Bobby Koefer: American Western swing, traditional country, and rockabilly guitarist (1928-); Guitarist, Country musician; From: United States of America | Biography, Facts, Information, Career, Wiki, Life
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Bobby Koefer
American Western swing, traditional country, and rockabilly guitarist

Bobby Koefer

Bobby Koefer
The basics

Quick Facts

Intro American Western swing, traditional country, and rockabilly guitarist
A.K.A. Bob Koefer, Robert Koefer
Is Guitarist Country musician
From United States of America
Field Music
Gender male
Birth 18 August 1928, Clay Center City, Kansas, USA
Age 95 years
Star sign Leo
The details


Bobby Koeffer (born August 18, 1928) is an American Western swing, traditional country, and rockabilly guitarist known for his work with Bob Wills (born James Robert Wills, March 6, 1905—May 13, 1975), Pee Wee King (born Julius Frank Anthony Kuczynski, February 18, 1914—March 7, 2000), and Billy Gray (December 29, 1924—March 27, 1975). He is known for his unique style with showmanship and an assertive stage presence.

He was inducted into the Steel Guitar Hall Of Fame in 2004.

Life and career

Bobby Koeffer was born Robert Koefer on August 18, 1928, in Clay Center City, Kansas. A self-taught guitarist, he was influenced by such Western swing greats as Noel Boggs, Joaquin Murphey, Leon McAuliffe, and others. He impressed crowds and his peers with his chimes and jazz improvisations while using only a thumb pick and a flat bar. His earliest memories of the steel guitar are of Hawaiian players he heard on the radio and his ballads bear the stamp of that influence.

Koeffer's first recordings were with guitarist Sonny Hall on the Dallas-based Bluebonnet label. They recorded a version of an old dirty blues tune, "Operation Blues". He played with Bill Boyd's band "The Cowboy Ramblers" and also landed a gig with a racially-mixed pop combo in Iowa.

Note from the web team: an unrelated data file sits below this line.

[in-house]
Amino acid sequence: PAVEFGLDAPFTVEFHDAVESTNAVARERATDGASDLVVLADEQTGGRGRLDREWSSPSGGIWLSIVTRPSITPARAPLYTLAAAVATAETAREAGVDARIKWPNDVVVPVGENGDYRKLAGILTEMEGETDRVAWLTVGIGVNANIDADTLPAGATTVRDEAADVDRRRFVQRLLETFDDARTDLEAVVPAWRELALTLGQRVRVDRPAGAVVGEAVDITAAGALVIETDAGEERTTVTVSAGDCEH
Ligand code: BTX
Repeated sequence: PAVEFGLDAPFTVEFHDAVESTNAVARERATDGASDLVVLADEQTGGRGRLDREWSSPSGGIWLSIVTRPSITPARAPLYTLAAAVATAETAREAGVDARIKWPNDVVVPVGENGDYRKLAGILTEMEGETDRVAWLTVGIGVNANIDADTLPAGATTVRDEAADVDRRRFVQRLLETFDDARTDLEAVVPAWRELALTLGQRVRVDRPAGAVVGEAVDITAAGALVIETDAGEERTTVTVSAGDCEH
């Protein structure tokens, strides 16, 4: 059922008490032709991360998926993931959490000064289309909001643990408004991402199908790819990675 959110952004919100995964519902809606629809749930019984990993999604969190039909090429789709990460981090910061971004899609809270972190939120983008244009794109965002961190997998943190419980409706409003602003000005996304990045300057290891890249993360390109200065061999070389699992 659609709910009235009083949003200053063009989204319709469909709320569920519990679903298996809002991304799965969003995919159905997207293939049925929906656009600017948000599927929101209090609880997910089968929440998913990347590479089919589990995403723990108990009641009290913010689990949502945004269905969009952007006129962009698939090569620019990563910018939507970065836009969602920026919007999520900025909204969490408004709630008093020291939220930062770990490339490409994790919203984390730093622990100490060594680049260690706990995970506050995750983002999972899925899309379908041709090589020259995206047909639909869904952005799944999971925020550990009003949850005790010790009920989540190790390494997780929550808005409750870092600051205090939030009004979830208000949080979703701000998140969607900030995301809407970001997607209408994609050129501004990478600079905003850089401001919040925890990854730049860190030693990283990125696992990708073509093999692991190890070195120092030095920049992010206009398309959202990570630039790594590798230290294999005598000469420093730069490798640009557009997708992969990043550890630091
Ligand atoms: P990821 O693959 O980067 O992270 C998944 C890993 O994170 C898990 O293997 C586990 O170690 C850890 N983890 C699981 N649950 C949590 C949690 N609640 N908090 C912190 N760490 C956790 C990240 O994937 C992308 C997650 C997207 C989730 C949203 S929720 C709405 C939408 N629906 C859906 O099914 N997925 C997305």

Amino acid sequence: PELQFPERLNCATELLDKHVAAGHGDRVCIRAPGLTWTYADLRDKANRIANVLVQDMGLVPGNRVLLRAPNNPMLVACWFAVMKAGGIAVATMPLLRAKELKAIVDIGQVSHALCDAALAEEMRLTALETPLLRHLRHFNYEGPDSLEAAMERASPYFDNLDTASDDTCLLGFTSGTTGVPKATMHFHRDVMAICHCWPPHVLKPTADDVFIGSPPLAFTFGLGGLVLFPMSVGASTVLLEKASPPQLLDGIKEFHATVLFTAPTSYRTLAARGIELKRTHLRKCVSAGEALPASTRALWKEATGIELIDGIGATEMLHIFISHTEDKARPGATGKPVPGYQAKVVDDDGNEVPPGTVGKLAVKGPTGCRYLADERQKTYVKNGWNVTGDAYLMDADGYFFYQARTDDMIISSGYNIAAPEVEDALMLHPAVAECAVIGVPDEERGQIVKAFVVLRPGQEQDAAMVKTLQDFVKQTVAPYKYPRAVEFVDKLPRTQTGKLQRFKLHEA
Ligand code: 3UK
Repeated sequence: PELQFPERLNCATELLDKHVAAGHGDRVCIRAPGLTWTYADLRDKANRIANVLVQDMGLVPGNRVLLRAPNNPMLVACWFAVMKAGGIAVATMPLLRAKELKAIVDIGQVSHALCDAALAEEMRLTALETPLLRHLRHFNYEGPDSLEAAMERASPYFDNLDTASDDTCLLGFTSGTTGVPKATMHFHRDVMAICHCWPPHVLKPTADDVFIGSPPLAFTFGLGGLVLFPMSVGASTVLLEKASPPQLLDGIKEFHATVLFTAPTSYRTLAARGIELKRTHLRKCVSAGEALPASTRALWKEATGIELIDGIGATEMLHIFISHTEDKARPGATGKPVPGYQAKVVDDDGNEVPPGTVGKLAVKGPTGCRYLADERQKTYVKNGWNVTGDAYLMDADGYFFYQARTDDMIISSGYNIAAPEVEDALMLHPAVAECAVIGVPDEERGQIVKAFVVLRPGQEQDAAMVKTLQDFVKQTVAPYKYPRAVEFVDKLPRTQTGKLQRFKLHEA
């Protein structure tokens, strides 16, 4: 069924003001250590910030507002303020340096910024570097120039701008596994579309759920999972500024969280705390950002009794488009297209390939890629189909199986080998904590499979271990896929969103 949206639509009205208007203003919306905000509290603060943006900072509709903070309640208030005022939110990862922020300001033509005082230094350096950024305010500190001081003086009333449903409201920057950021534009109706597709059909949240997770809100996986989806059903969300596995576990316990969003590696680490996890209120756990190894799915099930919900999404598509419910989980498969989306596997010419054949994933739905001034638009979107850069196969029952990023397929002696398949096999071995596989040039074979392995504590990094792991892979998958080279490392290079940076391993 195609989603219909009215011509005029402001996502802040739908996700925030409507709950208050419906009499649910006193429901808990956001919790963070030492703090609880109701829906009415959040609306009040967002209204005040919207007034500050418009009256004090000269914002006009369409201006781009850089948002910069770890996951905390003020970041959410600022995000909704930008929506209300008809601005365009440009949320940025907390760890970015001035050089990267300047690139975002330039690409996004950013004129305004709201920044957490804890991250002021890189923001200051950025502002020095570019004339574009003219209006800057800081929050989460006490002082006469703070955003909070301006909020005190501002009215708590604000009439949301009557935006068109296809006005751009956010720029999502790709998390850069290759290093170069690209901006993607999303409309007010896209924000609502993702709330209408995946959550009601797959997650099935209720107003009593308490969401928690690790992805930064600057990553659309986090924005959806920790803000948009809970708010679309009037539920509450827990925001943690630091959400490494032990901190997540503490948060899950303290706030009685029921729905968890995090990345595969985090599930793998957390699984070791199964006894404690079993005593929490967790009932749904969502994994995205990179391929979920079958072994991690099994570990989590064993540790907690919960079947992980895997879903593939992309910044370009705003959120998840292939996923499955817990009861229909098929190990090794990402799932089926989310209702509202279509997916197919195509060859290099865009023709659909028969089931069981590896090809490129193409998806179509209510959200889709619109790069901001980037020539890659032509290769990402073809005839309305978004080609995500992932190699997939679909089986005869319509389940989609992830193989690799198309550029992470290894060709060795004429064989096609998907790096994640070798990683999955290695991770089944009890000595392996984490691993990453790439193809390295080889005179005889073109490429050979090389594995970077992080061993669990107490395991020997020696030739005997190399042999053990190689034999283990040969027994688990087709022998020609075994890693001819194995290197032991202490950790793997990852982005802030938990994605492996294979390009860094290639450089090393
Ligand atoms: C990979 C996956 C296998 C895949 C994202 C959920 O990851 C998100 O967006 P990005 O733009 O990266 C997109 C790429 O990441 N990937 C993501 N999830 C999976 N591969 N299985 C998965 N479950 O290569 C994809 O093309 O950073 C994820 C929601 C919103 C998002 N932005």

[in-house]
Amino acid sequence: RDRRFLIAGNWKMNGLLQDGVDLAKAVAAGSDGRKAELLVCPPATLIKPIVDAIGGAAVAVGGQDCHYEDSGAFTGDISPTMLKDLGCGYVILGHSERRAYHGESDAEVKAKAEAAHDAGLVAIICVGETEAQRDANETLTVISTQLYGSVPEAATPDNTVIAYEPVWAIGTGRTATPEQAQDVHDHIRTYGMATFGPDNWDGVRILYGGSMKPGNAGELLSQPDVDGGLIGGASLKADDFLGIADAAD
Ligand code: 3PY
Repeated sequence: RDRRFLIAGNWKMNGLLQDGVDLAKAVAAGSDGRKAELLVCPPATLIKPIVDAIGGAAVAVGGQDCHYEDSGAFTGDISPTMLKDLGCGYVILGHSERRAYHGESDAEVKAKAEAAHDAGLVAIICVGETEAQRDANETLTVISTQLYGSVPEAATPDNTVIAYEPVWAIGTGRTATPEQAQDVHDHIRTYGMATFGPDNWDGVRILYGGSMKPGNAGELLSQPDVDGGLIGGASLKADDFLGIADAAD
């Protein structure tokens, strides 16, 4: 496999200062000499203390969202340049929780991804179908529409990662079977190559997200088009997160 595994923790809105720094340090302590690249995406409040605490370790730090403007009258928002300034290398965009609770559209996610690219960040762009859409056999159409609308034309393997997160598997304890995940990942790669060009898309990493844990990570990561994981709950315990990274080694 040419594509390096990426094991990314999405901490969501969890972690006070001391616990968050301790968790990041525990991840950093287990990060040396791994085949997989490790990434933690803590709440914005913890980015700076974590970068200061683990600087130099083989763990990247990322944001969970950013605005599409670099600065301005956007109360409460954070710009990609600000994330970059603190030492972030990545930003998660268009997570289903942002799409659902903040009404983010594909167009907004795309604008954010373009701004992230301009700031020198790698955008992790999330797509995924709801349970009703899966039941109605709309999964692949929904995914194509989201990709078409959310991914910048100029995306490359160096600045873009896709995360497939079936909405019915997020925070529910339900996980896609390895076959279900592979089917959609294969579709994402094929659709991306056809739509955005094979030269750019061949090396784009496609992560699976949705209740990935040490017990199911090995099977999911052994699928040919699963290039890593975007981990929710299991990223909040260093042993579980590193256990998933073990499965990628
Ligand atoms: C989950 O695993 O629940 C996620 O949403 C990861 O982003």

In 1950, while working with Tex Justice in Indiana, Koeffer heard about the celebrated Western swing bandleader Bob Wills looking for a steel player to replace Billy Marshall Bowman for his band Bob Wills And His Texas Playboys. Koeffer called Wills and got the job and played on Send Me A Red Rose/Brown Skin Gal (MGM Records). The other musicians on the album were: Ocie Stockard (banjo), Joe Ferguson (bass and vocals), Paul Magee (drums), Joe Holley (fiddle), Sherman "Cotton" Whittington (guitar), and Skeeter Elkin (piano). The following year, he recorded Three Miles South of Cash in Arkansas with Bob Wills, Carolina Cotton, and Cindy Walker.

After leaving Wills' band, Koeffer joined Pee Wee King's Golden West Cowboys. In 1983, he contributed to Pee Wee King's Rompin' Stompin' Singin' Swingin' alongside Johnny Frigo (fiddle), Donald Stewart Davis (steel guitar), Harold Bradley (electric guitar), Redd Stewart (vocals), and Charles Terry Tichy (electric guitar), among others.

He then worked with Billy Gray & His Western Okies and recorded such classics as "Curtain Call" and "Bandera Shuffle."

In 2000, Koeffer played on 5 tracks (1, 4, 7, 9, 15) of the album Dev'lish Mary by the Western swing trio The Hot Club Of Cowtown (Elana James, or Elana Fremerman, Whit Smith, and Zack Sapunor), alongside Peter Ecklund(cornet) and Don Walser (yodels). The album was produced by Lloyd Maines and mixed by Bobby Arnold for HighTone Records label.

Koeffer also had his own band named Bobby Koefer's Hi-Ho Four and recorded Gotta Rock A Little More/I'll Be The One ‎with vocalist Eddie McAlvain, guitarist Ray Taylor, and Harry Perry on the drums.

Koeffer was inducted into the Steel Guitar Hall Of Fame in 2004.

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